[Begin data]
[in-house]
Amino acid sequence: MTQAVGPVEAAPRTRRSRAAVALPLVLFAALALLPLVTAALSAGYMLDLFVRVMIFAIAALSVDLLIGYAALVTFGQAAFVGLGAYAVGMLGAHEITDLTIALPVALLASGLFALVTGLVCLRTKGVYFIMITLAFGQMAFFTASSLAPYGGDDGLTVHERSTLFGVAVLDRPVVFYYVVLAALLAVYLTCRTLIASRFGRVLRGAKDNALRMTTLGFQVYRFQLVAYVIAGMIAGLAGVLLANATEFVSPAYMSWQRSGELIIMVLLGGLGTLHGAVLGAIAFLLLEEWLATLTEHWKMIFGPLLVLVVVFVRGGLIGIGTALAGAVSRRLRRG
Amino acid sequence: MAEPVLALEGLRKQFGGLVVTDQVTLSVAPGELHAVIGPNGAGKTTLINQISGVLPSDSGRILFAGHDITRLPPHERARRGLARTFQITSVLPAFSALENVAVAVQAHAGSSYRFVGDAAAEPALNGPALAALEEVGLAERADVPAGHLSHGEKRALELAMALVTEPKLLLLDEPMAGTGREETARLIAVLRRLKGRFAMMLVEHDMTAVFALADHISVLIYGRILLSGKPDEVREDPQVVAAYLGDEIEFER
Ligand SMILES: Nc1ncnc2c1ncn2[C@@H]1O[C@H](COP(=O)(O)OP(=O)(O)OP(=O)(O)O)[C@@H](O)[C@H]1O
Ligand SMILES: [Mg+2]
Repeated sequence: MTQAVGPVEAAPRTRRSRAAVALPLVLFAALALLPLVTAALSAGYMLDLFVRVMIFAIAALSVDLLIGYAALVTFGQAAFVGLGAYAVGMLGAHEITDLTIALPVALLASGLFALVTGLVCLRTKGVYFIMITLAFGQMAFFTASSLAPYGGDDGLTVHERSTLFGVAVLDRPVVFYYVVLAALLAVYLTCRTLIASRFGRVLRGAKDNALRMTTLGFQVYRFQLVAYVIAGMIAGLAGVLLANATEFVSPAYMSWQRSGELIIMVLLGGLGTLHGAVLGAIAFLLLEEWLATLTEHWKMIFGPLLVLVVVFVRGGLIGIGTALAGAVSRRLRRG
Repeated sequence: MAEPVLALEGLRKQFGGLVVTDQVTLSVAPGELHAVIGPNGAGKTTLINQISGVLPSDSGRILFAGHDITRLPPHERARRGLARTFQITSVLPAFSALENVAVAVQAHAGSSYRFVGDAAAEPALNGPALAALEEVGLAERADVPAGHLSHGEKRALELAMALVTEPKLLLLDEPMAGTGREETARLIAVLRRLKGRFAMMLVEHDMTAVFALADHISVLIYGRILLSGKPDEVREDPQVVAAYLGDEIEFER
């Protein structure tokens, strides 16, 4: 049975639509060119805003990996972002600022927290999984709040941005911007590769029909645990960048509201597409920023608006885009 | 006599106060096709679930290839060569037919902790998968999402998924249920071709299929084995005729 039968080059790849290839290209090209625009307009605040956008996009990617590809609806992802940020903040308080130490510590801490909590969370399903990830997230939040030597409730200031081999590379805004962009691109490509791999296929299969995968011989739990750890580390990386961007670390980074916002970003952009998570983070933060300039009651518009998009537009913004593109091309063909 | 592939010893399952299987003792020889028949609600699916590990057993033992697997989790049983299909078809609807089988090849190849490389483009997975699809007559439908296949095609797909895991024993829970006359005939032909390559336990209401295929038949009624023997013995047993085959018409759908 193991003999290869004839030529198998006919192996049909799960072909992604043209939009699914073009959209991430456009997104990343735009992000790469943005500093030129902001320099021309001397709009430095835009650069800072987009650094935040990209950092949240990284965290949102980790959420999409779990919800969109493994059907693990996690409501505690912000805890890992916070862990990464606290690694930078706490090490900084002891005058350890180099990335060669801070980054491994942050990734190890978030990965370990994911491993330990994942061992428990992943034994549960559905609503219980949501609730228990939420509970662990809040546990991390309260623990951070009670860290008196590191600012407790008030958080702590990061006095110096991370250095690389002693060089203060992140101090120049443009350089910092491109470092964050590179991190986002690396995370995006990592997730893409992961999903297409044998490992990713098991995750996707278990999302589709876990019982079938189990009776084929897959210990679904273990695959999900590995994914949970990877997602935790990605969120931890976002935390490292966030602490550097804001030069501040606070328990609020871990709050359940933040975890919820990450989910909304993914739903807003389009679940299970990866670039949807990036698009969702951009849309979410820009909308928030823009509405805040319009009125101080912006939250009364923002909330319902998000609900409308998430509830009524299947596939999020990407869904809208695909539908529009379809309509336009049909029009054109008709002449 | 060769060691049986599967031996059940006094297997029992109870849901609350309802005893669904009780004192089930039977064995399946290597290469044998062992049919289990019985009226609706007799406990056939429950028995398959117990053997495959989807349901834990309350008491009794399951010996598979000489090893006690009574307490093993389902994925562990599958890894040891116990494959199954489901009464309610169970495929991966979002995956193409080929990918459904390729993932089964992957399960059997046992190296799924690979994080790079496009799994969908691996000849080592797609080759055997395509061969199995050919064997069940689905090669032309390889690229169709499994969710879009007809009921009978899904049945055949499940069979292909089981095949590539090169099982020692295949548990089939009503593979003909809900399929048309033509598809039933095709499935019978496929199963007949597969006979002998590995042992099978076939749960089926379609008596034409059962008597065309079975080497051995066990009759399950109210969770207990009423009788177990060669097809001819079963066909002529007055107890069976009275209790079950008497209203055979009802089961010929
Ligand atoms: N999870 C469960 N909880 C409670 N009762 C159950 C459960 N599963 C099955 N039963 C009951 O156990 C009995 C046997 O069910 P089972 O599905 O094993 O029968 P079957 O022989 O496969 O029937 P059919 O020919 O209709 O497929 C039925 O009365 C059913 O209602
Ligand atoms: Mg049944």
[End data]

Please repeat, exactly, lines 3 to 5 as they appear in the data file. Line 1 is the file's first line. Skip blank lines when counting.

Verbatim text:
Amino acid sequence: MAEPVLALEGLRKQFGGLVVTDQVTLSVAPGELHAVIGPNGAGKTTLINQISGVLPSDSGRILFAGHDITRLPPHERARRGLARTFQITSVLPAFSALENVAVAVQAHAGSSYRFVGDAAAEPALNGPALAALEEVGLAERADVPAGHLSHGEKRALELAMALVTEPKLLLLDEPMAGTGREETARLIAVLRRLKGRFAMMLVEHDMTAVFALADHISVLIYGRILLSGKPDEVREDPQVVAAYLGDEIEFER
Ligand SMILES: Nc1ncnc2c1ncn2[C@@H]1O[C@H](COP(=O)(O)OP(=O)(O)OP(=O)(O)O)[C@@H](O)[C@H]1O
Ligand SMILES: [Mg+2]